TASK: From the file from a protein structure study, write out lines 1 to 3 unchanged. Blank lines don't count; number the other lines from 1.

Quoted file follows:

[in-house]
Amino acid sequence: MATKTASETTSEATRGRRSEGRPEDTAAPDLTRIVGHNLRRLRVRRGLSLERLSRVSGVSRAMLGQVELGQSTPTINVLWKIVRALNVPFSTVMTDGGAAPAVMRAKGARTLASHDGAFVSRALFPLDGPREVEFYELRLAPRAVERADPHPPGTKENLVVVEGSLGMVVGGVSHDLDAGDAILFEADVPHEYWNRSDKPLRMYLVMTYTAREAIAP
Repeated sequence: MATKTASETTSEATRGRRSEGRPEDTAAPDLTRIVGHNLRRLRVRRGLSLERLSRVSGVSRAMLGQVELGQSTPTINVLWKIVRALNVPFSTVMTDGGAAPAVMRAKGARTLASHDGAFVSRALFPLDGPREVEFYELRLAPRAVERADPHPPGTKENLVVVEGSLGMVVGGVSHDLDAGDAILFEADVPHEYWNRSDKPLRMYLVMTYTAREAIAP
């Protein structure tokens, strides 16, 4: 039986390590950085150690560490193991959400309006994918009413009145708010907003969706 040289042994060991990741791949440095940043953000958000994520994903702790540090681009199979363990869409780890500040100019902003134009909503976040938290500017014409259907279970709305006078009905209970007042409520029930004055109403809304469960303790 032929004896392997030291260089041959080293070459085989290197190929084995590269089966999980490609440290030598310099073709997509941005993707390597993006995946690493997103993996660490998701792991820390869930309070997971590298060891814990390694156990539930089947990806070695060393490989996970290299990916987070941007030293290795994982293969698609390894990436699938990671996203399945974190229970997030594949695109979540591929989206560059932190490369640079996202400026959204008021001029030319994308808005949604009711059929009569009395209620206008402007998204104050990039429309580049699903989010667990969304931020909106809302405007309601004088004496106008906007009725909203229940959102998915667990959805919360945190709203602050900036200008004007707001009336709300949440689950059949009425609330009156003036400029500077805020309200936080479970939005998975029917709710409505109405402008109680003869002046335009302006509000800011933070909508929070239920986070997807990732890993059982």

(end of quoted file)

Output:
[in-house]
Amino acid sequence: MATKTASETTSEATRGRRSEGRPEDTAAPDLTRIVGHNLRRLRVRRGLSLERLSRVSGVSRAMLGQVELGQSTPTINVLWKIVRALNVPFSTVMTDGGAAPAVMRAKGARTLASHDGAFVSRALFPLDGPREVEFYELRLAPRAVERADPHPPGTKENLVVVEGSLGMVVGGVSHDLDAGDAILFEADVPHEYWNRSDKPLRMYLVMTYTAREAIAP
Repeated sequence: MATKTASETTSEATRGRRSEGRPEDTAAPDLTRIVGHNLRRLRVRRGLSLERLSRVSGVSRAMLGQVELGQSTPTINVLWKIVRALNVPFSTVMTDGGAAPAVMRAKGARTLASHDGAFVSRALFPLDGPREVEFYELRLAPRAVERADPHPPGTKENLVVVEGSLGMVVGGVSHDLDAGDAILFEADVPHEYWNRSDKPLRMYLVMTYTAREAIAP